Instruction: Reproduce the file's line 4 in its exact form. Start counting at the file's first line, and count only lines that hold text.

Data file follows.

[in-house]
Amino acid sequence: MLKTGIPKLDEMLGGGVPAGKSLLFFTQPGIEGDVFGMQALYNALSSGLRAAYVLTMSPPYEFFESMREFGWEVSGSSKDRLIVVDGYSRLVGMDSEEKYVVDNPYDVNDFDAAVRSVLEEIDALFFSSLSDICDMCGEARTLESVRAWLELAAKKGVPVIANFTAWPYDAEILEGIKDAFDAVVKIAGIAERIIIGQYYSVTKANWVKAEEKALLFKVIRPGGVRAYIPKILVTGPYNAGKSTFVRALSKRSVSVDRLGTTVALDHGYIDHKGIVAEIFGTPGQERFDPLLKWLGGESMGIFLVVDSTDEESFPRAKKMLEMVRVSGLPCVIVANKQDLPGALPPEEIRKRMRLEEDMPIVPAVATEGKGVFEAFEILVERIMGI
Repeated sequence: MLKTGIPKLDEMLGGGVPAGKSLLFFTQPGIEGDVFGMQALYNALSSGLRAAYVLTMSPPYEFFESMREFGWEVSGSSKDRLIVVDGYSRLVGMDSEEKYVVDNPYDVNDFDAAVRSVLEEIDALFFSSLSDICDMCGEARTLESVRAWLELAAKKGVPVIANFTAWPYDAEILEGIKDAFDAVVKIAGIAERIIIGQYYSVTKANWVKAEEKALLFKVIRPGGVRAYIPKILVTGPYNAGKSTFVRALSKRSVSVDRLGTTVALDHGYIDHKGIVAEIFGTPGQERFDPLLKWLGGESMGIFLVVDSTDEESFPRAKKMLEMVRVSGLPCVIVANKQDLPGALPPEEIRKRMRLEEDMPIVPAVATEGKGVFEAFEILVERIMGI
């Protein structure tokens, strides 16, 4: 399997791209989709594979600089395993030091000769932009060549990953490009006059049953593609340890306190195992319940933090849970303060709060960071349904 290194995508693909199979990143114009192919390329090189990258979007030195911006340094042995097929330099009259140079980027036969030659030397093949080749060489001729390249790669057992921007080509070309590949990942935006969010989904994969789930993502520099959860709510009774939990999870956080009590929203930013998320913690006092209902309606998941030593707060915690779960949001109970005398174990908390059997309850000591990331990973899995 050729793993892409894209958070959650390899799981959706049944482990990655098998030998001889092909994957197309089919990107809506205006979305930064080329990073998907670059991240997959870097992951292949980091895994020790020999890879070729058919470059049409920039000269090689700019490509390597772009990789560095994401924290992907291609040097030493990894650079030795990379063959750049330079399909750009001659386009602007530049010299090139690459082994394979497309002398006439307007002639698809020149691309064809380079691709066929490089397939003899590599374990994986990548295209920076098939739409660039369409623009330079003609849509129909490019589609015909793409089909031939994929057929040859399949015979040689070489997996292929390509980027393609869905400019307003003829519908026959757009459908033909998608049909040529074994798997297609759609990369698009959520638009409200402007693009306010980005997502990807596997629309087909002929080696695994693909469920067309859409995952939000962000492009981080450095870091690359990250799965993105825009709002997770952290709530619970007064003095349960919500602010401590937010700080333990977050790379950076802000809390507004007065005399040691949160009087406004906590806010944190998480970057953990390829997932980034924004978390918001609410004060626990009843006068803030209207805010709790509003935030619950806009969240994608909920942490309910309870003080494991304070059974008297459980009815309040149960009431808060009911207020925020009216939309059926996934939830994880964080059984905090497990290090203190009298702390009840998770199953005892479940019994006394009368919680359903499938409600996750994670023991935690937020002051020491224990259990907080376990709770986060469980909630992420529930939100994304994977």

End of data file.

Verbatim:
């Protein structure tokens, strides 16, 4: 399997791209989709594979600089395993030091000769932009060549990953490009006059049953593609340890306190195992319940933090849970303060709060960071349904 290194995508693909199979990143114009192919390329090189990258979007030195911006340094042995097929330099009259140079980027036969030659030397093949080749060489001729390249790669057992921007080509070309590949990942935006969010989904994969789930993502520099959860709510009774939990999870956080009590929203930013998320913690006092209902309606998941030593707060915690779960949001109970005398174990908390059997309850000591990331990973899995 050729793993892409894209958070959650390899799981959706049944482990990655098998030998001889092909994957197309089919990107809506205006979305930064080329990073998907670059991240997959870097992951292949980091895994020790020999890879070729058919470059049409920039000269090689700019490509390597772009990789560095994401924290992907291609040097030493990894650079030795990379063959750049330079399909750009001659386009602007530049010299090139690459082994394979497309002398006439307007002639698809020149691309064809380079691709066929490089397939003899590599374990994986990548295209920076098939739409660039369409623009330079003609849509129909490019589609015909793409089909031939994929057929040859399949015979040689070489997996292929390509980027393609869905400019307003003829519908026959757009459908033909998608049909040529074994798997297609759609990369698009959520638009409200402007693009306010980005997502990807596997629309087909002929080696695994693909469920067309859409995952939000962000492009981080450095870091690359990250799965993105825009709002997770952290709530619970007064003095349960919500602010401590937010700080333990977050790379950076802000809390507004007065005399040691949160009087406004906590806010944190998480970057953990390829997932980034924004978390918001609410004060626990009843006068803030209207805010709790509003935030619950806009969240994608909920942490309910309870003080494991304070059974008297459980009815309040149960009431808060009911207020925020009216939309059926996934939830994880964080059984905090497990290090203190009298702390009840998770199953005892479940019994006394009368919680359903499938409600996750994670023991935690937020002051020491224990259990907080376990709770986060469980909630992420529930939100994304994977």